Assumed Audience: anyone with an interest in translation or Mandarin Chinese
I came across an interesting translation on the Line 10 subway in Beijing today.
- 内环 (nèi huán) clockwise 🔁
- 外环 (wài huán) anti-clockwise 🔄
I have seen this map many times before but never noticed the translation for the direction of travel. Line 10 is the newer of Beijing’s two loop lines. On previous trips, I would look at the arrows or the English when deciding which way to go round the loop. But on this trip, I’ve been trying to pay more attention to characters that I should recognise. I recognised the caracters for the directions, but couldn’t grasp the meaning. 内环 would more commonly translate as “inner loop”. 外环 would be the “outer loop”.
I was unable to find a translation for 内 or 外 that meant clockwise or anti-clockwise. I was stumped and so I asked.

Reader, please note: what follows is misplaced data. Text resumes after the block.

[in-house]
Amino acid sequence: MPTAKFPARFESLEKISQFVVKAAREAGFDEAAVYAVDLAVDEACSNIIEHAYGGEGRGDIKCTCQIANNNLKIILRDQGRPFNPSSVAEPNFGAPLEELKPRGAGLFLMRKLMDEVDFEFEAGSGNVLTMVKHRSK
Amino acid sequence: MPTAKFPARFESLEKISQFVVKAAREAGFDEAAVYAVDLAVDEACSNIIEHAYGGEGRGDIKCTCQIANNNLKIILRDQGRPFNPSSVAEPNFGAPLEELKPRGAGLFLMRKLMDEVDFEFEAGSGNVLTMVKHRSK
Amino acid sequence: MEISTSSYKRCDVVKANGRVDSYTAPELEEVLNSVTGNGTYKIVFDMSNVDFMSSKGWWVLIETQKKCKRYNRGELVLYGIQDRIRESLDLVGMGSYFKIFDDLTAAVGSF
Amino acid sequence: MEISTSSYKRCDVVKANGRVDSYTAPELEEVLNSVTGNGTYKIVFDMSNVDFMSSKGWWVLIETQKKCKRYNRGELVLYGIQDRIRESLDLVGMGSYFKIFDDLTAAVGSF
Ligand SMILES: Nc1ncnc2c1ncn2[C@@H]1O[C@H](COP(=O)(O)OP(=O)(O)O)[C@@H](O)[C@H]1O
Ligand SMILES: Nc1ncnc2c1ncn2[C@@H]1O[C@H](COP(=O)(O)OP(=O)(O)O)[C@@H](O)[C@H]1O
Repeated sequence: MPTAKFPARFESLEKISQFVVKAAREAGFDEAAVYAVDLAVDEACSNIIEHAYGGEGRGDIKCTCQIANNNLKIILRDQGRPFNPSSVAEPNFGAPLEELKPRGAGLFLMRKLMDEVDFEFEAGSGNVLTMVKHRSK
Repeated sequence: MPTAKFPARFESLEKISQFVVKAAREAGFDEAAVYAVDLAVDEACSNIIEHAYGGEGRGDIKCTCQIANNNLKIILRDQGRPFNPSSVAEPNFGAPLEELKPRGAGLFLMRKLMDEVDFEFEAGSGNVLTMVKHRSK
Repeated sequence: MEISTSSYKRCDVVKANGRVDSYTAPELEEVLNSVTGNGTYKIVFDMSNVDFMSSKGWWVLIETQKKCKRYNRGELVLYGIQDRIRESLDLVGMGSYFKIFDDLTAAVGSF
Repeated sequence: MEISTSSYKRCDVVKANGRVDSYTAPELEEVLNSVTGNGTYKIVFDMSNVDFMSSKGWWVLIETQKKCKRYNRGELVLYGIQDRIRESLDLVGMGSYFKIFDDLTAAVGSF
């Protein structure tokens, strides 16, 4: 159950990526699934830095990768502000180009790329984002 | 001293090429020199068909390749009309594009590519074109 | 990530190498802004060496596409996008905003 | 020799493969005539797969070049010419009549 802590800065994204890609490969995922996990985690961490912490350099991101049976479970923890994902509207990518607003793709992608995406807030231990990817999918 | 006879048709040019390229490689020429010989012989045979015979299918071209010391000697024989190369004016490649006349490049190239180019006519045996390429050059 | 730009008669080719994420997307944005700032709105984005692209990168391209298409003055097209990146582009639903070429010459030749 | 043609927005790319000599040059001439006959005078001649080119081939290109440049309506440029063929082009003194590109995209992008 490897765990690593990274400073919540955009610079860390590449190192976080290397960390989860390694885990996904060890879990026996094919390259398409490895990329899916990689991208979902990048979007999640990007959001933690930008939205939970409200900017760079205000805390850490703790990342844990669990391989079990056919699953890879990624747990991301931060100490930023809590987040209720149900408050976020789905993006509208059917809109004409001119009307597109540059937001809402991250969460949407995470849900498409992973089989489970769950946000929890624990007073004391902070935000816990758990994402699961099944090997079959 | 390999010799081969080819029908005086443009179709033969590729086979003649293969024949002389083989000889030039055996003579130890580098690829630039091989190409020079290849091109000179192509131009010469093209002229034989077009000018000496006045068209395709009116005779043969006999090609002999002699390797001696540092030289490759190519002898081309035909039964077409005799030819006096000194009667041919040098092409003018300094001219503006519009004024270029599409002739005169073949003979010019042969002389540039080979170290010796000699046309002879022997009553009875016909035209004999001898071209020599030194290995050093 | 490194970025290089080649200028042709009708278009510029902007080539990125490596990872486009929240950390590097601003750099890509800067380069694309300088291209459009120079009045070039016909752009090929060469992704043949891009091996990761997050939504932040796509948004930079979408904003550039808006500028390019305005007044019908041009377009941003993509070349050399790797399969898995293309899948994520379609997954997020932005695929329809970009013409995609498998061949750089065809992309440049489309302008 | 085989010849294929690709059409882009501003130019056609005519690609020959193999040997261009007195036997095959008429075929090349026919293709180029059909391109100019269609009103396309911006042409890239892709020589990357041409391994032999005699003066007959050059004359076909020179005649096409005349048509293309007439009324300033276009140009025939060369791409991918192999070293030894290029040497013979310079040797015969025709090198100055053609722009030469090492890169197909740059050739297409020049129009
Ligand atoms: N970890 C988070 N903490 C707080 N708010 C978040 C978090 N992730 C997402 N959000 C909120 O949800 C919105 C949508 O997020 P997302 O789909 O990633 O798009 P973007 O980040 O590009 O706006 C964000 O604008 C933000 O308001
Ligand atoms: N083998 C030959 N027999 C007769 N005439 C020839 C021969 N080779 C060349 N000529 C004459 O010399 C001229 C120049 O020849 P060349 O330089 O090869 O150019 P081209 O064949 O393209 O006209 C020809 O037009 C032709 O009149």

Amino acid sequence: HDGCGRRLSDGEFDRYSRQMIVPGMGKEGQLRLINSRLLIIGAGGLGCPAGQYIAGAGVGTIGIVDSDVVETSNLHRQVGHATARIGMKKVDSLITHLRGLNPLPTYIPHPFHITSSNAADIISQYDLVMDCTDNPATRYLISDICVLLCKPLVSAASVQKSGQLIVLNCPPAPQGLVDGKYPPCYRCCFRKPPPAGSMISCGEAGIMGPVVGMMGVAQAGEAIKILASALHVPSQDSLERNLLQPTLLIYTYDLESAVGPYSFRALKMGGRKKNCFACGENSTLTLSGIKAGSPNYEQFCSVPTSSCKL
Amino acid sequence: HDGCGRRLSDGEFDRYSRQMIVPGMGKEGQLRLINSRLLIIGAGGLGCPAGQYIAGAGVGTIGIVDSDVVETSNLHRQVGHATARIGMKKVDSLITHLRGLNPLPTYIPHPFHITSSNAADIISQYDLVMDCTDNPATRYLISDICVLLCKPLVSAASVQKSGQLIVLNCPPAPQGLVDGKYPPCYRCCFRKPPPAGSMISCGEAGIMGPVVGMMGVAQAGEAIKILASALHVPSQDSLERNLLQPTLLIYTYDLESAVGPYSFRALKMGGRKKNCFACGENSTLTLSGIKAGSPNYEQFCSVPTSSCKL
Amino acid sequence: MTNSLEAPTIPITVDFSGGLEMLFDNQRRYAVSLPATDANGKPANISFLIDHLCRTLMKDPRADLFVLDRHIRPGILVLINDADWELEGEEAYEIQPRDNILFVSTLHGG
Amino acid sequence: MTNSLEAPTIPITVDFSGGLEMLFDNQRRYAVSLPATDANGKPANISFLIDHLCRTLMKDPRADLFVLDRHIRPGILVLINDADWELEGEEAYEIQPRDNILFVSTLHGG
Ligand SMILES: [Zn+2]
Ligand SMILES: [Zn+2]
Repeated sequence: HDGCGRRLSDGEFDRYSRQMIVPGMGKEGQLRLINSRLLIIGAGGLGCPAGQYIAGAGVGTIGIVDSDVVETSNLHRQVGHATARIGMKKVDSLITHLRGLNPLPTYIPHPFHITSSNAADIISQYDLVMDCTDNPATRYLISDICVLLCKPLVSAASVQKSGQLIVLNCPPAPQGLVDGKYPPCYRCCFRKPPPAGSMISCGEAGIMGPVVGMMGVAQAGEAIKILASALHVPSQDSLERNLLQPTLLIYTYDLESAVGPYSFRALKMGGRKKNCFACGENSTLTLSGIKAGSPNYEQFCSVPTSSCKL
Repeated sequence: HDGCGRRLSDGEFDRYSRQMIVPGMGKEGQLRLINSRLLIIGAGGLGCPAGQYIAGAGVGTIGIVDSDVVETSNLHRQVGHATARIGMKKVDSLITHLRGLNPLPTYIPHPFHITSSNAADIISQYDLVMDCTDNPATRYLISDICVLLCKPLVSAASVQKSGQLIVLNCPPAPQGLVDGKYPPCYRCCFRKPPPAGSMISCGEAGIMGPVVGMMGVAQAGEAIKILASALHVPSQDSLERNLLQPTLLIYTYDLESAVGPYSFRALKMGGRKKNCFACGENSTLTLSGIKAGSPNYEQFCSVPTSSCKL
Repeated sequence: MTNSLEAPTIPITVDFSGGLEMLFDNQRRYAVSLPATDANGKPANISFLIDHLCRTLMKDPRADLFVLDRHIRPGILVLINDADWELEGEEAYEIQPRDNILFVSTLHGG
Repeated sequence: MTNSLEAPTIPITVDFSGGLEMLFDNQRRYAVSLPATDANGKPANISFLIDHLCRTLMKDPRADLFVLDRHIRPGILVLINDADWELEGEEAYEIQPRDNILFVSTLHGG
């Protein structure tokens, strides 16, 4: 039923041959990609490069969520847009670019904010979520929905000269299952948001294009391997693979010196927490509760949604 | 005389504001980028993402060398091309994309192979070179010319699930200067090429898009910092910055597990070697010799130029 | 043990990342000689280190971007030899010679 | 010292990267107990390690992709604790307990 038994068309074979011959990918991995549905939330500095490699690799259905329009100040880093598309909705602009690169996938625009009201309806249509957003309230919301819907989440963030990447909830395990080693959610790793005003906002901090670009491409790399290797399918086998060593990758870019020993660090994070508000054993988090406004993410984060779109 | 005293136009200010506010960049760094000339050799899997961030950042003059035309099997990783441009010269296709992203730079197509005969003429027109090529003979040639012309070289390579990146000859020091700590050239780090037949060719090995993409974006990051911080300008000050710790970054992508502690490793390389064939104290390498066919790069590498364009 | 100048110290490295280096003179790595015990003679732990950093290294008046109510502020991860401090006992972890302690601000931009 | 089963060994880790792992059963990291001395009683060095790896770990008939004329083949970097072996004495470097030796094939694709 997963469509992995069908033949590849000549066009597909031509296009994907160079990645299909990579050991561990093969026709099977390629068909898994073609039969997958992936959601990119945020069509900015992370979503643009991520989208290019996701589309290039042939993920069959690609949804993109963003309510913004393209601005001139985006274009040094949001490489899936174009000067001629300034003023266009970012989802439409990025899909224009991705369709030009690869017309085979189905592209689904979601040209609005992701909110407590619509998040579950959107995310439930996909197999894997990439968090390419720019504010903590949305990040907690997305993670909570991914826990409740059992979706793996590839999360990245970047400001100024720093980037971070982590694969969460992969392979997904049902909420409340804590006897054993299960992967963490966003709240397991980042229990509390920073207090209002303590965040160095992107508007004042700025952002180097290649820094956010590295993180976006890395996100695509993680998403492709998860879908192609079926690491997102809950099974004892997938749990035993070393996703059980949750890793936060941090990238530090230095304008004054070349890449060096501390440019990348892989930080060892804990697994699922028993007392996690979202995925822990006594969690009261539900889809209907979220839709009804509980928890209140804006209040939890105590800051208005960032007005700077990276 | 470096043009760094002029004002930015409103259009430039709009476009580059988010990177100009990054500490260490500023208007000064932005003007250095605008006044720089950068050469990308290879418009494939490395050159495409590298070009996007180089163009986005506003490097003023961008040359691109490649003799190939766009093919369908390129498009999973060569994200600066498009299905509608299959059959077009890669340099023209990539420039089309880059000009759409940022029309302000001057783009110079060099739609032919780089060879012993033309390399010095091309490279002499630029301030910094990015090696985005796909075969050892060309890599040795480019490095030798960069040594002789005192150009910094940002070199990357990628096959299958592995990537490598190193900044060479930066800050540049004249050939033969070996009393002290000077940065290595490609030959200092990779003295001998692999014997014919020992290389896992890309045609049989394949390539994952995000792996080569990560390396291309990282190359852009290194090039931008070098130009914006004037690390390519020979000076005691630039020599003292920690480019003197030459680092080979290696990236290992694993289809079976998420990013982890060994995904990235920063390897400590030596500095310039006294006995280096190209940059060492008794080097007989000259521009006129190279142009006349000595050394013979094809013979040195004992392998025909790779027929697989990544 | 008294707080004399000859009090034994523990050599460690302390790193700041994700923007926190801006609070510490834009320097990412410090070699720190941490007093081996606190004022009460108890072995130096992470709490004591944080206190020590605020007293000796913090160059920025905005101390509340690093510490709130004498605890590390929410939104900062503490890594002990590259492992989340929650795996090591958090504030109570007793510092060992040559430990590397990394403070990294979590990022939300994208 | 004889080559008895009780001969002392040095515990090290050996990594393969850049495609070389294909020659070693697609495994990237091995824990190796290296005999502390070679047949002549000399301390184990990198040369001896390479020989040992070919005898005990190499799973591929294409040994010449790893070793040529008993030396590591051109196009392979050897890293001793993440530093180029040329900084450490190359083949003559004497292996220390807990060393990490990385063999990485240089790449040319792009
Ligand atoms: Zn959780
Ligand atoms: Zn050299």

We thought the Chinese terms used here, might stem from the way cars would drive around a ring road. This is of course assuming that you drive on the right. You drive on the outer loop to go anti-clockwise and drive on the inner loop to go clockwise.
This is a wonderful example of how translation is more than finding two words that mean the same thing. Sometimes we have to find a different way of saying something.
While talking, I realised I didn’t know the Chinese for clockwise and anti-clockwise. For future reference:
- 顺时针 (shùnshízhēn) clockwise 🔁
- 逆时针 (nìshízhēn) anti-clockwise 🔄
Apologies for the terrible diagram and characters. Been a while since I sketched anything.
- Translation / Dictionary - MDBG